Objective To compare all-cause and cause-specific mortality among 3 distinct groups: within-country, rural-to-urban migrants, and rural and urban dwellers in a longitudinal cohort in Peru.
Methods The PERU MIGRANT Study, a longitudinal cohort study, used an age-stratified and sex-stratified random sample of urban dwellers in a shanty town community in the capital city of Peru, rural dwellers in the Andes, and migrants from the Andes to the shanty town community. Participants underwent a questionnaire and anthropomorphic measurements at a baseline evaluation in 2007–2008 and at a follow-up visit in 2012–2013. Mortality was determined by death certificate or family interview.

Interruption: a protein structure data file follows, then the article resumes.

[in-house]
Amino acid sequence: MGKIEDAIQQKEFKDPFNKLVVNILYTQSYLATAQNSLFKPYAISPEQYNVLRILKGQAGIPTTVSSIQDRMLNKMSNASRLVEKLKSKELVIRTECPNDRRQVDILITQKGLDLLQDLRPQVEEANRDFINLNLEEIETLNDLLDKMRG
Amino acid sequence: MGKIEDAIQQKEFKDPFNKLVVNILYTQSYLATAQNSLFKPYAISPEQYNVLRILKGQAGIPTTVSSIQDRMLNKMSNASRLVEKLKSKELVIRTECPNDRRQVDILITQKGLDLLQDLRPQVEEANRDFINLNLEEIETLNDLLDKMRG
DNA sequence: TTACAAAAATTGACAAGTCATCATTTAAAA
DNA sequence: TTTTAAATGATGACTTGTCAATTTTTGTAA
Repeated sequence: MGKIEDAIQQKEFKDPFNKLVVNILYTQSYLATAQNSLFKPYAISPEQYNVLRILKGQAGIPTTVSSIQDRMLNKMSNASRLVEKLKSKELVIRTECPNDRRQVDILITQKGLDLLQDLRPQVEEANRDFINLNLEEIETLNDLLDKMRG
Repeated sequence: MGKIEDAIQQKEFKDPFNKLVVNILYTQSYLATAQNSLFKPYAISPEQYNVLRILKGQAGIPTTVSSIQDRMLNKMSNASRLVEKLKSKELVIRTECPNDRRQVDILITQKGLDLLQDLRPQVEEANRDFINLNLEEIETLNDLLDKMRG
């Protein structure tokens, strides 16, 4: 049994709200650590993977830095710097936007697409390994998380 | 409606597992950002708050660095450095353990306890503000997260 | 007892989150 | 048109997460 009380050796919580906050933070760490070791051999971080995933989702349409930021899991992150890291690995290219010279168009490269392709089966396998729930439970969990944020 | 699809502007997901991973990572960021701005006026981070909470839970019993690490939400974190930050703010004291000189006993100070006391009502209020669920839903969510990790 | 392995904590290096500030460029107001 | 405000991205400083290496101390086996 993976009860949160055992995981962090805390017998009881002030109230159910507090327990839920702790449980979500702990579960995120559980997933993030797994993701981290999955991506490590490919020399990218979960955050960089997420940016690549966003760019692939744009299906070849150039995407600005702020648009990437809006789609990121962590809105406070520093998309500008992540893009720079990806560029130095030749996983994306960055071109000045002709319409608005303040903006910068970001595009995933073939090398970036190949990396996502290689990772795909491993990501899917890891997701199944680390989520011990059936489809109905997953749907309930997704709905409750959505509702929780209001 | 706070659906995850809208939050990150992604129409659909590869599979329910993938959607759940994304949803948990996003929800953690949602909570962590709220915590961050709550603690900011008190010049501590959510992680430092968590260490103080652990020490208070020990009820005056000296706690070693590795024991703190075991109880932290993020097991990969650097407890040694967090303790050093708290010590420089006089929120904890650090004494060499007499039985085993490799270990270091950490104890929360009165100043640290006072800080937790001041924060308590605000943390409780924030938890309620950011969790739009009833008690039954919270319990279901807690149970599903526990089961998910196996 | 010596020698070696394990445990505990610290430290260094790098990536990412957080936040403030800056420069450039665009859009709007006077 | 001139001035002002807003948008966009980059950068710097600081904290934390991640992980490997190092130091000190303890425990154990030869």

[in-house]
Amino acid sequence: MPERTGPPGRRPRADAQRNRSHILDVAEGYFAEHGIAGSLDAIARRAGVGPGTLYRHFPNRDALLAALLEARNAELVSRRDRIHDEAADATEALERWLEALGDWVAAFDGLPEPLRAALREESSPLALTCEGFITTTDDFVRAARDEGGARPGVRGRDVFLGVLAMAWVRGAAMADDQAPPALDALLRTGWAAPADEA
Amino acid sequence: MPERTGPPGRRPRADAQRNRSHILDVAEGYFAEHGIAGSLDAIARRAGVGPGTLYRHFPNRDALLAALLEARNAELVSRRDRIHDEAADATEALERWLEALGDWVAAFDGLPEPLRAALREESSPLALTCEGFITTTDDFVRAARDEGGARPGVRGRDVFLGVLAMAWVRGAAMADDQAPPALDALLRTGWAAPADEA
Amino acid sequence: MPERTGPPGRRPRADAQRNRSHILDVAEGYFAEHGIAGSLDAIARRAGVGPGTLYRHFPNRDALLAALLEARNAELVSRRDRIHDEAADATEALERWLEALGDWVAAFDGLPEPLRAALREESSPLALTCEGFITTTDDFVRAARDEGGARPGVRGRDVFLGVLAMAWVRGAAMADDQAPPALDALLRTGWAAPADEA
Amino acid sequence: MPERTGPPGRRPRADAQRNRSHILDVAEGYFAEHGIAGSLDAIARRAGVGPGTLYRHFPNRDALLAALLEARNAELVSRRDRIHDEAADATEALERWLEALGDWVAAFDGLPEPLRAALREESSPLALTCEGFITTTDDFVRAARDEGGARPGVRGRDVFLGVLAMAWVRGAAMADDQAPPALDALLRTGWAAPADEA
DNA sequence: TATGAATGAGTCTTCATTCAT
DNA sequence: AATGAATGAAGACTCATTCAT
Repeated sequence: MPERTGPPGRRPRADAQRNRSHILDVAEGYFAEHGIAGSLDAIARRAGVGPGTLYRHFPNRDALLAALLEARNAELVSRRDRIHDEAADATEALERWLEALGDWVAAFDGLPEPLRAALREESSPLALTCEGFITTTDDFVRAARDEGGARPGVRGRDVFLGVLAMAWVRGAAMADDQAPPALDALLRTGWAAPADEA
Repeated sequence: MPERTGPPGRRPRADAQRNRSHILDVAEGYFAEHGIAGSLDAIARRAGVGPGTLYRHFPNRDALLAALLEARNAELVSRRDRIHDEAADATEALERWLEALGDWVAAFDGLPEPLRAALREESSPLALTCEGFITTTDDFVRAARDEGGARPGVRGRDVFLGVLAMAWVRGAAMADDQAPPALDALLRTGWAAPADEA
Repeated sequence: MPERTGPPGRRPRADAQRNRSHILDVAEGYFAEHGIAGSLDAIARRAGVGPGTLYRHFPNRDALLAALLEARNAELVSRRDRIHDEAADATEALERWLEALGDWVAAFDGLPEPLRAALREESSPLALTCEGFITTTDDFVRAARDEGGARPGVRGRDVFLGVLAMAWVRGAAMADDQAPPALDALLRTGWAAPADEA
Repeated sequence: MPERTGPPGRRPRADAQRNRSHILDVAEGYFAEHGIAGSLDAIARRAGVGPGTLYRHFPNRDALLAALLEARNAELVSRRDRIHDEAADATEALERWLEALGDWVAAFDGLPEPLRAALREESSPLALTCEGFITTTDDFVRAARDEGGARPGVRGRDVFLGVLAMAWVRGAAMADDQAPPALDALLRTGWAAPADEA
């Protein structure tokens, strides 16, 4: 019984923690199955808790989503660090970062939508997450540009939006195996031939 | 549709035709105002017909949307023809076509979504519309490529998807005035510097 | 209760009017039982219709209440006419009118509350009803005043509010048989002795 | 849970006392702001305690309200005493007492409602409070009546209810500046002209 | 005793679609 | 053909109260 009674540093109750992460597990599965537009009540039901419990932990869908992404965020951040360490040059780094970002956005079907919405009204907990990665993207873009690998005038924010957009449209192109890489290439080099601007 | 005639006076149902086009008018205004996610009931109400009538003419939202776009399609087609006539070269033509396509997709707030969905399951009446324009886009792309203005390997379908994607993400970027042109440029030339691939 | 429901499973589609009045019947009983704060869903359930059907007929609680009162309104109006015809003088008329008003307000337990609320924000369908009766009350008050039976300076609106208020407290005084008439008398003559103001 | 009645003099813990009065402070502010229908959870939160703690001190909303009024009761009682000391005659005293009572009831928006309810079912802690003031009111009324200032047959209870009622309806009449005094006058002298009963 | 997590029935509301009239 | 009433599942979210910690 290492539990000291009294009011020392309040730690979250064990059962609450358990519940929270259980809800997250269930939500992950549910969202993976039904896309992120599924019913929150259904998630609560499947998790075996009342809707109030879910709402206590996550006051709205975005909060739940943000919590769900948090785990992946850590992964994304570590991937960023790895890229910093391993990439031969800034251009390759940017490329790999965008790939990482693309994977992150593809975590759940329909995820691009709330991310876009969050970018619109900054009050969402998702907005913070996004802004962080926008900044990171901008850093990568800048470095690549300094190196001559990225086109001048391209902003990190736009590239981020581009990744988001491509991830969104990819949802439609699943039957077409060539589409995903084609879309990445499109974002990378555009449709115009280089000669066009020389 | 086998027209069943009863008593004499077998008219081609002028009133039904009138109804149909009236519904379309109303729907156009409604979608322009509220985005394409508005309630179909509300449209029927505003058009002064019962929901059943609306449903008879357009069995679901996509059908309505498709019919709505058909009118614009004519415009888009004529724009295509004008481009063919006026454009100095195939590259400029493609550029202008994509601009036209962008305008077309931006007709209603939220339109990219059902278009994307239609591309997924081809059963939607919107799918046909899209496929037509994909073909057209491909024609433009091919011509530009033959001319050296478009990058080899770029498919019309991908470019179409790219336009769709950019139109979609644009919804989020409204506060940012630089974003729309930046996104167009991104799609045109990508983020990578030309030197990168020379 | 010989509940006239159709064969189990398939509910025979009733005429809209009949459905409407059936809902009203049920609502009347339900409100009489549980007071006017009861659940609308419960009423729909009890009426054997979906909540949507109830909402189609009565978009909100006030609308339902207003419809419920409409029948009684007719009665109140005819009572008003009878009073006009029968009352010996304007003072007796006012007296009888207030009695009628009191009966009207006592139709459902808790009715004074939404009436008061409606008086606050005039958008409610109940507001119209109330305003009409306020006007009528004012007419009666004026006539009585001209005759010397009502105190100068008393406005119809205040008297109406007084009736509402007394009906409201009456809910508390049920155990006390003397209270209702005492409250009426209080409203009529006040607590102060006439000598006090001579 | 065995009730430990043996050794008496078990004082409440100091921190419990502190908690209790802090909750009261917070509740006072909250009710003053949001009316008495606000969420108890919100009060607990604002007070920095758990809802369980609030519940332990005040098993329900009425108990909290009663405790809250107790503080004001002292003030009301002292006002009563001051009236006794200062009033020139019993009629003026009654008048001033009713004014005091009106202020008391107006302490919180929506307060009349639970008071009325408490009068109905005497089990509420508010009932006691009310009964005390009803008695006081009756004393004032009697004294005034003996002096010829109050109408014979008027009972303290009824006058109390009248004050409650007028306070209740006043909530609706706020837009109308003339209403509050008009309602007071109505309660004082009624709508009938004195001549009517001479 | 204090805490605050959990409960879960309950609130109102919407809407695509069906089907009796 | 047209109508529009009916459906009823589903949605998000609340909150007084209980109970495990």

Results Of the 989 participants evaluated at baseline, 928 (94%) were evaluated at follow-up (mean age 48 years; 53% female). The mean follow-up time was 5.1 years, totalling 4732.8 person-years. In a multivariable survival model, and relative to urban dwellers, rural participants had lower all-cause mortality (HR=0.27; 95% CI 0.07 to 0.98), and both the rural (HR=0.07; 95% CI 0.01 to 0.87) and migrant (HR=0.13; 95% CI 0.02 to 0.81) groups had lower cardiovascular mortality.
Conclusions Cardiovascular mortality of migrants remains similar to that of the rural group, suggesting that rural-to-urban migrants do not appear to catch up with urban mortality in spite of having a more urban cardiovascular risk factor profile.
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